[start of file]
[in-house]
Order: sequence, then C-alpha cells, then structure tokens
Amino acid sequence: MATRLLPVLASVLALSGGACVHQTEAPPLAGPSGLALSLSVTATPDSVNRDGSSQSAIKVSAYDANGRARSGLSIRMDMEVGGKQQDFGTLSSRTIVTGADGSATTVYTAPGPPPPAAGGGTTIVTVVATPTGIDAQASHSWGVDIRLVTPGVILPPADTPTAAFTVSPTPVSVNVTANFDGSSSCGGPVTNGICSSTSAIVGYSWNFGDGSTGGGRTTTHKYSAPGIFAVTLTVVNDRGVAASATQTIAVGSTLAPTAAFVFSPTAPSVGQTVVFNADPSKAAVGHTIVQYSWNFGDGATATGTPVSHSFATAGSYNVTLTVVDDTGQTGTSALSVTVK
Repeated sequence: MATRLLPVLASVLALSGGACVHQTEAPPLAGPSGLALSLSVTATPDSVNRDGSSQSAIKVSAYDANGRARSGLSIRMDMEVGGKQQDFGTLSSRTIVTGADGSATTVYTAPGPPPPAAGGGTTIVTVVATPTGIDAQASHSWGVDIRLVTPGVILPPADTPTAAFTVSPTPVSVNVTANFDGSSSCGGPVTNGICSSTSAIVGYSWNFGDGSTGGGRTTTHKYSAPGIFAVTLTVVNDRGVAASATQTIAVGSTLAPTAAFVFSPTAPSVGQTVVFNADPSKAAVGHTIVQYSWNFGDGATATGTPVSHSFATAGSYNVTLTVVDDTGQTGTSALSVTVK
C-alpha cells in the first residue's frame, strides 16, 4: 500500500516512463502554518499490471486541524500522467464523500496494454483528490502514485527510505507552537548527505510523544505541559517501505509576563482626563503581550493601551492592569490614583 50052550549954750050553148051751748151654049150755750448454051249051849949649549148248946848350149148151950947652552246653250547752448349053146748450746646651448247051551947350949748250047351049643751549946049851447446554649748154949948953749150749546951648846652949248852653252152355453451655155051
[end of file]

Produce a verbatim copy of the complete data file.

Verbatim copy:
[in-house]
Order: sequence, then C-alpha cells, then structure tokens
Amino acid sequence: MATRLLPVLASVLALSGGACVHQTEAPPLAGPSGLALSLSVTATPDSVNRDGSSQSAIKVSAYDANGRARSGLSIRMDMEVGGKQQDFGTLSSRTIVTGADGSATTVYTAPGPPPPAAGGGTTIVTVVATPTGIDAQASHSWGVDIRLVTPGVILPPADTPTAAFTVSPTPVSVNVTANFDGSSSCGGPVTNGICSSTSAIVGYSWNFGDGSTGGGRTTTHKYSAPGIFAVTLTVVNDRGVAASATQTIAVGSTLAPTAAFVFSPTAPSVGQTVVFNADPSKAAVGHTIVQYSWNFGDGATATGTPVSHSFATAGSYNVTLTVVDDTGQTGTSALSVTVK
Repeated sequence: MATRLLPVLASVLALSGGACVHQTEAPPLAGPSGLALSLSVTATPDSVNRDGSSQSAIKVSAYDANGRARSGLSIRMDMEVGGKQQDFGTLSSRTIVTGADGSATTVYTAPGPPPPAAGGGTTIVTVVATPTGIDAQASHSWGVDIRLVTPGVILPPADTPTAAFTVSPTPVSVNVTANFDGSSSCGGPVTNGICSSTSAIVGYSWNFGDGSTGGGRTTTHKYSAPGIFAVTLTVVNDRGVAASATQTIAVGSTLAPTAAFVFSPTAPSVGQTVVFNADPSKAAVGHTIVQYSWNFGDGATATGTPVSHSFATAGSYNVTLTVVDDTGQTGTSALSVTVK
C-alpha cells in the first residue's frame, strides 16, 4: 500500500516512463502554518499490471486541524500522467464523500496494454483528490502514485527510505507552537548527505510523544505541559517501505509576563482626563503581550493601551492592569490614583 50052550549954750050553148051751748151654049150755750448454051249051849949649549148248946848350149148151950947652552246653250547752448349053146748450746646651448247051551947350949748250047351049643751549946049851447446554649748154949948953749150749546951648846652949248852653252152355453451655155051